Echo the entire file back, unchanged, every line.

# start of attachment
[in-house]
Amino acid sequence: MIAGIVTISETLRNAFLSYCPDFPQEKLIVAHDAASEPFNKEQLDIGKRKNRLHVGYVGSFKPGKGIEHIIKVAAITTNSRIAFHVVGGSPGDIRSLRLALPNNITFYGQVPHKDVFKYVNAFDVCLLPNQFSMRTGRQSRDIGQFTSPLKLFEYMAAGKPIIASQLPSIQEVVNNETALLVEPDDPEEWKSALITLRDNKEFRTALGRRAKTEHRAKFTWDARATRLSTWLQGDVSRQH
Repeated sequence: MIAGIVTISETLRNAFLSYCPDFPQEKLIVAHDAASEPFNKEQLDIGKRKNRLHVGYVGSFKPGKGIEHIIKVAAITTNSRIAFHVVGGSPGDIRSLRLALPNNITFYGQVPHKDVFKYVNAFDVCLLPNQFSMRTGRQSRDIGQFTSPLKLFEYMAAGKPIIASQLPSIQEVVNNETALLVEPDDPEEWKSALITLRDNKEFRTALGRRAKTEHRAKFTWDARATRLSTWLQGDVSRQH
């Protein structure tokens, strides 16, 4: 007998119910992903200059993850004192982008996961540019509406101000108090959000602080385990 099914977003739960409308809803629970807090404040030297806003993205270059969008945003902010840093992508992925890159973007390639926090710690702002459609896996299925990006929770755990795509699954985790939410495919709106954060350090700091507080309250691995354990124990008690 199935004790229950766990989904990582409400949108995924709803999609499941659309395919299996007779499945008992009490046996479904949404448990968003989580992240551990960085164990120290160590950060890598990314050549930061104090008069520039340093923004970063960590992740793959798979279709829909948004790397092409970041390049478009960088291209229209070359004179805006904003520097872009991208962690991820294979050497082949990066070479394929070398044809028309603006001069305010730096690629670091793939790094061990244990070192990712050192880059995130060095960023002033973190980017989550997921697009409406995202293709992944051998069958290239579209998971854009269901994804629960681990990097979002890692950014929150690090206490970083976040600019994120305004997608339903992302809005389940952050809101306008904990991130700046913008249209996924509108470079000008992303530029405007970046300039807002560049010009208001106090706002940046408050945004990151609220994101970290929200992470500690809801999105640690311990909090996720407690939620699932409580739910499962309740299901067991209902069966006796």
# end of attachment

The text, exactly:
[in-house]
Amino acid sequence: MIAGIVTISETLRNAFLSYCPDFPQEKLIVAHDAASEPFNKEQLDIGKRKNRLHVGYVGSFKPGKGIEHIIKVAAITTNSRIAFHVVGGSPGDIRSLRLALPNNITFYGQVPHKDVFKYVNAFDVCLLPNQFSMRTGRQSRDIGQFTSPLKLFEYMAAGKPIIASQLPSIQEVVNNETALLVEPDDPEEWKSALITLRDNKEFRTALGRRAKTEHRAKFTWDARATRLSTWLQGDVSRQH
Repeated sequence: MIAGIVTISETLRNAFLSYCPDFPQEKLIVAHDAASEPFNKEQLDIGKRKNRLHVGYVGSFKPGKGIEHIIKVAAITTNSRIAFHVVGGSPGDIRSLRLALPNNITFYGQVPHKDVFKYVNAFDVCLLPNQFSMRTGRQSRDIGQFTSPLKLFEYMAAGKPIIASQLPSIQEVVNNETALLVEPDDPEEWKSALITLRDNKEFRTALGRRAKTEHRAKFTWDARATRLSTWLQGDVSRQH
């Protein structure tokens, strides 16, 4: 007998119910992903200059993850004192982008996961540019509406101000108090959000602080385990 099914977003739960409308809803629970807090404040030297806003993205270059969008945003902010840093992508992925890159973007390639926090710690702002459609896996299925990006929770755990795509699954985790939410495919709106954060350090700091507080309250691995354990124990008690 199935004790229950766990989904990582409400949108995924709803999609499941659309395919299996007779499945008992009490046996479904949404448990968003989580992240551990960085164990120290160590950060890598990314050549930061104090008069520039340093923004970063960590992740793959798979279709829909948004790397092409970041390049478009960088291209229209070359004179805006904003520097872009991208962690991820294979050497082949990066070479394929070398044809028309603006001069305010730096690629670091793939790094061990244990070192990712050192880059995130060095960023002033973190980017989550997921697009409406995202293709992944051998069958290239579209998971854009269901994804629960681990990097979002890692950014929150690090206490970083976040600019994120305004997608339903992302809005389940952050809101306008904990991130700046913008249209996924509108470079000008992303530029405007970046300039807002560049010009208001106090706002940046408050945004990151609220994101970290929200992470500690809801999105640690311990909090996720407690939620699932409580739910499962309740299901067991209902069966006796």